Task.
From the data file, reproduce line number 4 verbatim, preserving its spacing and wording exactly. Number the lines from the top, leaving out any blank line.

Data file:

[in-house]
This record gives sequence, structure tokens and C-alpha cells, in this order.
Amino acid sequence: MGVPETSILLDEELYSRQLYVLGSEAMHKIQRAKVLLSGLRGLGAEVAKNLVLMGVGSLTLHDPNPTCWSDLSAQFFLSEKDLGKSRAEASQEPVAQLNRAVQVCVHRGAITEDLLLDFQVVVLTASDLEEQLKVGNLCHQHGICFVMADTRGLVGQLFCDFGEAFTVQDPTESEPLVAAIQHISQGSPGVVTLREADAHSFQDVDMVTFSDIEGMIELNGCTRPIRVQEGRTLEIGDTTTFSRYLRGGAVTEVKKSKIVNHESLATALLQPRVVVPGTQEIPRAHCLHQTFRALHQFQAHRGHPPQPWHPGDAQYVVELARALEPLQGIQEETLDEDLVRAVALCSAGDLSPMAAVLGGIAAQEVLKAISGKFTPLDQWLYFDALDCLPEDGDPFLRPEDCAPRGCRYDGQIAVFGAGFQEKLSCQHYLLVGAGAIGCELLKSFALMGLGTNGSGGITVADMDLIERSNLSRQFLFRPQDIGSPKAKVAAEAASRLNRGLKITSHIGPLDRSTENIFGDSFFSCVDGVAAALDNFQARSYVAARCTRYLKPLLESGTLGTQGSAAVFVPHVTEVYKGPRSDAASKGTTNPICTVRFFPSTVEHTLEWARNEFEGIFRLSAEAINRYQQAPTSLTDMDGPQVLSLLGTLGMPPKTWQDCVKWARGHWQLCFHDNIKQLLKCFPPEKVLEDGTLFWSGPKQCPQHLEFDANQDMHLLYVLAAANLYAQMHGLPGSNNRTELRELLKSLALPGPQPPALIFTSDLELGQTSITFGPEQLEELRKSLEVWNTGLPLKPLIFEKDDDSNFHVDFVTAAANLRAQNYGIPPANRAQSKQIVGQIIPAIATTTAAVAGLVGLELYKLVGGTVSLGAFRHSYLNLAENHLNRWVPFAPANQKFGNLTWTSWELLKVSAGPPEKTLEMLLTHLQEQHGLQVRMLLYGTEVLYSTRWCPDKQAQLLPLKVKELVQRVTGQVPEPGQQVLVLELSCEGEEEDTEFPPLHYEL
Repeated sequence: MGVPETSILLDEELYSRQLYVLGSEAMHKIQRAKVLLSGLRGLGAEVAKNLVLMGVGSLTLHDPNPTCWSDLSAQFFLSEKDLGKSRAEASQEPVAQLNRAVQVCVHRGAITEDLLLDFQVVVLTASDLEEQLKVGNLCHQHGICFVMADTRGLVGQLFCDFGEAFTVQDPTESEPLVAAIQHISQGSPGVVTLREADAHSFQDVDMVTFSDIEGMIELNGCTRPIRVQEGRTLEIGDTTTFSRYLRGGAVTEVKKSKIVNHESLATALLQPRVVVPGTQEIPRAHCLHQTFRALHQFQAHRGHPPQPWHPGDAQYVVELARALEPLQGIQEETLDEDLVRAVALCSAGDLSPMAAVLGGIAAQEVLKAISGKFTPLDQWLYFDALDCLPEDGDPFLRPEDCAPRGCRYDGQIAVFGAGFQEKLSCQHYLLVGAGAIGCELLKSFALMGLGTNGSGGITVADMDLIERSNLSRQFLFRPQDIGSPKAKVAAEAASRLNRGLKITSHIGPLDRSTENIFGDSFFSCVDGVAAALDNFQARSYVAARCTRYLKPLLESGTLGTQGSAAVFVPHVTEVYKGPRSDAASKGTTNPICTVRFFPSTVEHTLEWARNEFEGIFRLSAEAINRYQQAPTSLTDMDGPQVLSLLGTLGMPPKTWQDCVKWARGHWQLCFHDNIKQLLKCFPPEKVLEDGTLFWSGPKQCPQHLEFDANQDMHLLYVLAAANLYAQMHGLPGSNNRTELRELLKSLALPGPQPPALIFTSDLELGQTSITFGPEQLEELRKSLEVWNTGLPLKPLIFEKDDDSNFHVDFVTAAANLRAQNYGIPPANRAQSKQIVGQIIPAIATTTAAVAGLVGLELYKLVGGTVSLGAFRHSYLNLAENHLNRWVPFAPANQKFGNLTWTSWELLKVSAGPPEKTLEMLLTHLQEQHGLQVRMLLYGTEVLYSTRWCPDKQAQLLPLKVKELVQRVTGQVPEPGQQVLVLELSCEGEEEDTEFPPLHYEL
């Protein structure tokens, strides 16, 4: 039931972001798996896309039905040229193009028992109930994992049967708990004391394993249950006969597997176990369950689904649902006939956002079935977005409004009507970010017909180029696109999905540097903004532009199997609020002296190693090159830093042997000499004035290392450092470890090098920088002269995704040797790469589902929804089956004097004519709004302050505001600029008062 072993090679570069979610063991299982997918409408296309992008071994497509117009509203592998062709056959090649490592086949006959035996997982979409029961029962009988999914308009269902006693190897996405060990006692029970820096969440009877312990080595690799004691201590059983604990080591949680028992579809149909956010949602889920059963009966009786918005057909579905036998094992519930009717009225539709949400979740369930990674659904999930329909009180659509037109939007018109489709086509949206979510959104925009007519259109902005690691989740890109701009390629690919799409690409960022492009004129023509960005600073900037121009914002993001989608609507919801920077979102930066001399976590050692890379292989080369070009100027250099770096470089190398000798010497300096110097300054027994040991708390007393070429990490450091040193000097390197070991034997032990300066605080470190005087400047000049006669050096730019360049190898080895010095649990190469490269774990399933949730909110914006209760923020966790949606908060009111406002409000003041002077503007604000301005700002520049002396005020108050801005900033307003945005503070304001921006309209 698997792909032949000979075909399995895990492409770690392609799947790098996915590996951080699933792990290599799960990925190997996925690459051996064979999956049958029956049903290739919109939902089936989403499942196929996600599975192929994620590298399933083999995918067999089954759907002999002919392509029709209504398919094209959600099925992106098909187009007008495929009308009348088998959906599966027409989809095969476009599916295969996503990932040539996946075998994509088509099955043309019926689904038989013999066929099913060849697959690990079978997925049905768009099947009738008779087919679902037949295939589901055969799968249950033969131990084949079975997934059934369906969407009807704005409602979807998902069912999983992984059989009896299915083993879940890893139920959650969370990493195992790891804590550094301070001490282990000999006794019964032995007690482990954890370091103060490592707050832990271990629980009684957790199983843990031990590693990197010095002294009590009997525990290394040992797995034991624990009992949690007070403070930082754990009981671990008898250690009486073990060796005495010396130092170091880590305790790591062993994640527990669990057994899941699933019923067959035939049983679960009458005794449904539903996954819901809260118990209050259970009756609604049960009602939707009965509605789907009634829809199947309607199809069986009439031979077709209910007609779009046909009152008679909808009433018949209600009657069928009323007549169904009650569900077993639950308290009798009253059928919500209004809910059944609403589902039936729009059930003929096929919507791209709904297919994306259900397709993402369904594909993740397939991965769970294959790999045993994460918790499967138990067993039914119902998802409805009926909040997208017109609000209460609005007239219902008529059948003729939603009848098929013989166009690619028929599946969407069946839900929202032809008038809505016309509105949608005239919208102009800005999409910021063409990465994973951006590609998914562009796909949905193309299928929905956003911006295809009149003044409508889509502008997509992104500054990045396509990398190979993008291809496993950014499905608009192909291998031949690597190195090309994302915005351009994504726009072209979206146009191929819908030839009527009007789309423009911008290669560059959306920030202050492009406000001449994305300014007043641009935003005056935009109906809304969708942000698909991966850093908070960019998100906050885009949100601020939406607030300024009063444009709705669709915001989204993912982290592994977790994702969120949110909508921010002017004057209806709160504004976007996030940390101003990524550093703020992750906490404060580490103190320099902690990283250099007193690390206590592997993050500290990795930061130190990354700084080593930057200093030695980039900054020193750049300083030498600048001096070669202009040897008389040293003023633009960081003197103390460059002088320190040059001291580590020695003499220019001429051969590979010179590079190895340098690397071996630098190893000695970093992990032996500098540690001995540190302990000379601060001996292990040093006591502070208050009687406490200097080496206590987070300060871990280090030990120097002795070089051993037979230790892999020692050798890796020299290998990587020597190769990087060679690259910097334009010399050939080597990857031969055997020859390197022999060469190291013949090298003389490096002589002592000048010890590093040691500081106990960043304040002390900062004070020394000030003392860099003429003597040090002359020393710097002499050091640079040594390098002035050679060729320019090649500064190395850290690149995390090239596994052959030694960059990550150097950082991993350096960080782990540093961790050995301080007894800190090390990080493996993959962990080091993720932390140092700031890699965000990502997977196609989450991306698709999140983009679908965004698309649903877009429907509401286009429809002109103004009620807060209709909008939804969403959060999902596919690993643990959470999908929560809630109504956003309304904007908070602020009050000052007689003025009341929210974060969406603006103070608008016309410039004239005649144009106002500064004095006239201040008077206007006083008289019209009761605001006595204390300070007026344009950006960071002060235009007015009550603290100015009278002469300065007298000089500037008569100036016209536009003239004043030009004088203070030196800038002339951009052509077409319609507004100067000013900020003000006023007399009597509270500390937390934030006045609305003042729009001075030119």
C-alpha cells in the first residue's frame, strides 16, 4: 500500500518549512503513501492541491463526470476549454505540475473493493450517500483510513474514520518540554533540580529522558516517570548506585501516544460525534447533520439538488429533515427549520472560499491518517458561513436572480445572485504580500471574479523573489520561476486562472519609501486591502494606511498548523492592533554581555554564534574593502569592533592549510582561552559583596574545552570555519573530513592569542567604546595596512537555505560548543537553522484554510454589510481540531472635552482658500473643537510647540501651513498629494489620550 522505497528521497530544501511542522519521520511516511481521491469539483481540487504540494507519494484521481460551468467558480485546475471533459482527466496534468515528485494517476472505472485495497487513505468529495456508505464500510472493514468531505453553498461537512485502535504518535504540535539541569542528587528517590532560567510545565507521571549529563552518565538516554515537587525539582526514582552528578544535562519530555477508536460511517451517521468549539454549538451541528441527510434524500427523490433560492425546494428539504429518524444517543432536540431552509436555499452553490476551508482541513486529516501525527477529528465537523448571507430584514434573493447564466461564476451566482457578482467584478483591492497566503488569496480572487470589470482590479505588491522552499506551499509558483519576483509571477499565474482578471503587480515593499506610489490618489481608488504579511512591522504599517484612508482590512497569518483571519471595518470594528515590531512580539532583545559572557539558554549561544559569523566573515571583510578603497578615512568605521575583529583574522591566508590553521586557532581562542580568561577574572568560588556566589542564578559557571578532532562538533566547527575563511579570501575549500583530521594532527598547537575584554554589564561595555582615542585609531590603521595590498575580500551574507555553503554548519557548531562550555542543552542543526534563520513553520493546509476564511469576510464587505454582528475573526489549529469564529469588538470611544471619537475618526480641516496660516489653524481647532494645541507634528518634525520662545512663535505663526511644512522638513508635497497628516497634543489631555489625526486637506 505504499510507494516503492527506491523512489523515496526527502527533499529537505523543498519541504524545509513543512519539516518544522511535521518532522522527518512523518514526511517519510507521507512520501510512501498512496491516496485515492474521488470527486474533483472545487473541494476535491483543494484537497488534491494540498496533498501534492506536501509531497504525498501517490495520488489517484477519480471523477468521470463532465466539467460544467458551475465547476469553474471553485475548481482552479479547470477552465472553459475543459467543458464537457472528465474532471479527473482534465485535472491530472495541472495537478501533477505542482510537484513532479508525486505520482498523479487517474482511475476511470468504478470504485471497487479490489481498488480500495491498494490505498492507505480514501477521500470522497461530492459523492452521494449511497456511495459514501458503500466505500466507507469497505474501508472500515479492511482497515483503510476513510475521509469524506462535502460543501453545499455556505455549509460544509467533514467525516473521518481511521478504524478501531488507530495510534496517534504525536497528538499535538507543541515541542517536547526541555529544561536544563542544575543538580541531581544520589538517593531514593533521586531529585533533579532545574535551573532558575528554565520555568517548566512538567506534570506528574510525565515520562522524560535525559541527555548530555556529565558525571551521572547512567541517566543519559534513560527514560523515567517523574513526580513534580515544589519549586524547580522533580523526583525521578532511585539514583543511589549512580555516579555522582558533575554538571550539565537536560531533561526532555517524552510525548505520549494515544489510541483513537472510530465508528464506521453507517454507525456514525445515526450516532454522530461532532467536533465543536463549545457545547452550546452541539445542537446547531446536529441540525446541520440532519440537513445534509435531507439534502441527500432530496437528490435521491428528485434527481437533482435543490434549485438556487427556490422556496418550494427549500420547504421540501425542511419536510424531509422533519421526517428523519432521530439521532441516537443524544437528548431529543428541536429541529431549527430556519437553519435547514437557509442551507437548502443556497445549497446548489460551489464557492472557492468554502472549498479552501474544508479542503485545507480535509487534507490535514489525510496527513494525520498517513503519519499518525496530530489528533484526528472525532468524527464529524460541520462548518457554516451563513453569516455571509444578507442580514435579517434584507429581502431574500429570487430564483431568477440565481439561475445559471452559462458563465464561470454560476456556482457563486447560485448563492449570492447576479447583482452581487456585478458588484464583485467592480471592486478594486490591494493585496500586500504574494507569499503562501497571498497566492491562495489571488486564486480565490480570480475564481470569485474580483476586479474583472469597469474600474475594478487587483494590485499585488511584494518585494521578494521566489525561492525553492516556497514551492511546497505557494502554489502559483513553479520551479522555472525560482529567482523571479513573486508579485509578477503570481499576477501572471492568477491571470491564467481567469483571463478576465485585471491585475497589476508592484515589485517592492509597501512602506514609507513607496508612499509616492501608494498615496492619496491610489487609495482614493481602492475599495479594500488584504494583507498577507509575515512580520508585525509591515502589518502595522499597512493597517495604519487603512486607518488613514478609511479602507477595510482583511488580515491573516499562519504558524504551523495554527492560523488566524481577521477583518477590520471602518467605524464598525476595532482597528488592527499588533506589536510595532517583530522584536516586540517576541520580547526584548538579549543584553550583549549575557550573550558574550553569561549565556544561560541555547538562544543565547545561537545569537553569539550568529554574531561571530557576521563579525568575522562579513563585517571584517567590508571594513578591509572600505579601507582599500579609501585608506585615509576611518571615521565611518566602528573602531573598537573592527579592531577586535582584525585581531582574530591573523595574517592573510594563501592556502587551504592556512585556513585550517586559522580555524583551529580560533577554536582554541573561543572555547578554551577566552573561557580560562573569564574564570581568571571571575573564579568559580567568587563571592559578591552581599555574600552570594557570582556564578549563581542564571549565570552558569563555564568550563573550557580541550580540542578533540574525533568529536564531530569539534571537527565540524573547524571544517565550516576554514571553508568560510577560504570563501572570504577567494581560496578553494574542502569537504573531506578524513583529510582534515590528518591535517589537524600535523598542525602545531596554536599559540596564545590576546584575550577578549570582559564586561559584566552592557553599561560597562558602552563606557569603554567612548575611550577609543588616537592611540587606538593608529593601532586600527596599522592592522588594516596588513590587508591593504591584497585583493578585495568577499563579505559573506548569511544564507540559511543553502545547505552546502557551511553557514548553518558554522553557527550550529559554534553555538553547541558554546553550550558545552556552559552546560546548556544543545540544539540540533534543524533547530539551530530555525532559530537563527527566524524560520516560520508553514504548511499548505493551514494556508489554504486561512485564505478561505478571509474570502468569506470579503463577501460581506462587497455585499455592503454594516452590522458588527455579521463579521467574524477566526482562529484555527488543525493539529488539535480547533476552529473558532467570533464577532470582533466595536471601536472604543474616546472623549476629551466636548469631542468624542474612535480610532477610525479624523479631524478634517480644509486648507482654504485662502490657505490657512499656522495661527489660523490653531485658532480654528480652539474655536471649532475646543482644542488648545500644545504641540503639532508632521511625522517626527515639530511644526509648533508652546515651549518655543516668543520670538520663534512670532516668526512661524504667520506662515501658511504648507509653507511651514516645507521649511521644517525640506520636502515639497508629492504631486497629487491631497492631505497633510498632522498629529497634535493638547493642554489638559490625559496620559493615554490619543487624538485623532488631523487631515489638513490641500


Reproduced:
Repeated sequence: MGVPETSILLDEELYSRQLYVLGSEAMHKIQRAKVLLSGLRGLGAEVAKNLVLMGVGSLTLHDPNPTCWSDLSAQFFLSEKDLGKSRAEASQEPVAQLNRAVQVCVHRGAITEDLLLDFQVVVLTASDLEEQLKVGNLCHQHGICFVMADTRGLVGQLFCDFGEAFTVQDPTESEPLVAAIQHISQGSPGVVTLREADAHSFQDVDMVTFSDIEGMIELNGCTRPIRVQEGRTLEIGDTTTFSRYLRGGAVTEVKKSKIVNHESLATALLQPRVVVPGTQEIPRAHCLHQTFRALHQFQAHRGHPPQPWHPGDAQYVVELARALEPLQGIQEETLDEDLVRAVALCSAGDLSPMAAVLGGIAAQEVLKAISGKFTPLDQWLYFDALDCLPEDGDPFLRPEDCAPRGCRYDGQIAVFGAGFQEKLSCQHYLLVGAGAIGCELLKSFALMGLGTNGSGGITVADMDLIERSNLSRQFLFRPQDIGSPKAKVAAEAASRLNRGLKITSHIGPLDRSTENIFGDSFFSCVDGVAAALDNFQARSYVAARCTRYLKPLLESGTLGTQGSAAVFVPHVTEVYKGPRSDAASKGTTNPICTVRFFPSTVEHTLEWARNEFEGIFRLSAEAINRYQQAPTSLTDMDGPQVLSLLGTLGMPPKTWQDCVKWARGHWQLCFHDNIKQLLKCFPPEKVLEDGTLFWSGPKQCPQHLEFDANQDMHLLYVLAAANLYAQMHGLPGSNNRTELRELLKSLALPGPQPPALIFTSDLELGQTSITFGPEQLEELRKSLEVWNTGLPLKPLIFEKDDDSNFHVDFVTAAANLRAQNYGIPPANRAQSKQIVGQIIPAIATTTAAVAGLVGLELYKLVGGTVSLGAFRHSYLNLAENHLNRWVPFAPANQKFGNLTWTSWELLKVSAGPPEKTLEMLLTHLQEQHGLQVRMLLYGTEVLYSTRWCPDKQAQLLPLKVKELVQRVTGQVPEPGQQVLVLELSCEGEEEDTEFPPLHYEL